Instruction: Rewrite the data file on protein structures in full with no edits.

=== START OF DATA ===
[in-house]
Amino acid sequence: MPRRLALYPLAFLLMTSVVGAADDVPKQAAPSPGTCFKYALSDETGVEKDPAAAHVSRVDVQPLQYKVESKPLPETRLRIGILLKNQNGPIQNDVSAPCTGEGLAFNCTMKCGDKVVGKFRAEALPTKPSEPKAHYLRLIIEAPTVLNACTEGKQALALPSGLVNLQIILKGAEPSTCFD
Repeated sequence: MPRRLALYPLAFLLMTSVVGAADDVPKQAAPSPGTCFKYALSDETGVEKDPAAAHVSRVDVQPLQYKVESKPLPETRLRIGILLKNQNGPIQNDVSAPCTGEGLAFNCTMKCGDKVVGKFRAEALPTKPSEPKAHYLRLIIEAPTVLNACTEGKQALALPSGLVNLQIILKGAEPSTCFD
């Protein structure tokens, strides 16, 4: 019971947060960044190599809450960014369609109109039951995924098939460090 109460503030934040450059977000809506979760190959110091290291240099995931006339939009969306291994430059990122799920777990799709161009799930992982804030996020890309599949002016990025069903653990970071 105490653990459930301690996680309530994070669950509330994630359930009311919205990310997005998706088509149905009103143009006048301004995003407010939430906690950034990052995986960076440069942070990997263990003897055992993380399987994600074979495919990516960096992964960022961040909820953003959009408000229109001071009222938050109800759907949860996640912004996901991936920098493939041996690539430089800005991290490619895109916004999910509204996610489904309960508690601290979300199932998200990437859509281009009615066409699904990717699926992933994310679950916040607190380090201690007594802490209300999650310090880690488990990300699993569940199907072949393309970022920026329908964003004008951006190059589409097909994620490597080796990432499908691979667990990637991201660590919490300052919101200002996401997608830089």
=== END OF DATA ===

[in-house]
Amino acid sequence: MPRRLALYPLAFLLMTSVVGAADDVPKQAAPSPGTCFKYALSDETGVEKDPAAAHVSRVDVQPLQYKVESKPLPETRLRIGILLKNQNGPIQNDVSAPCTGEGLAFNCTMKCGDKVVGKFRAEALPTKPSEPKAHYLRLIIEAPTVLNACTEGKQALALPSGLVNLQIILKGAEPSTCFD
Repeated sequence: MPRRLALYPLAFLLMTSVVGAADDVPKQAAPSPGTCFKYALSDETGVEKDPAAAHVSRVDVQPLQYKVESKPLPETRLRIGILLKNQNGPIQNDVSAPCTGEGLAFNCTMKCGDKVVGKFRAEALPTKPSEPKAHYLRLIIEAPTVLNACTEGKQALALPSGLVNLQIILKGAEPSTCFD
């Protein structure tokens, strides 16, 4: 019971947060960044190599809450960014369609109109039951995924098939460090 109460503030934040450059977000809506979760190959110091290291240099995931006339939009969306291994430059990122799920777990799709161009799930992982804030996020890309599949002016990025069903653990970071 105490653990459930301690996680309530994070669950509330994630359930009311919205990310997005998706088509149905009103143009006048301004995003407010939430906690950034990052995986960076440069942070990997263990003897055992993380399987994600074979495919990516960096992964960022961040909820953003959009408000229109001071009222938050109800759907949860996640912004996901991936920098493939041996690539430089800005991290490619895109916004999910509204996610489904309960508690601290979300199932998200990437859509281009009615066409699904990717699926992933994310679950916040607190380090201690007594802490209300999650310090880690488990990300699993569940199907072949393309970022920026329908964003004008951006190059589409097909994620490597080796990432499908691979667990990637991201660590919490300052919101200002996401997608830089």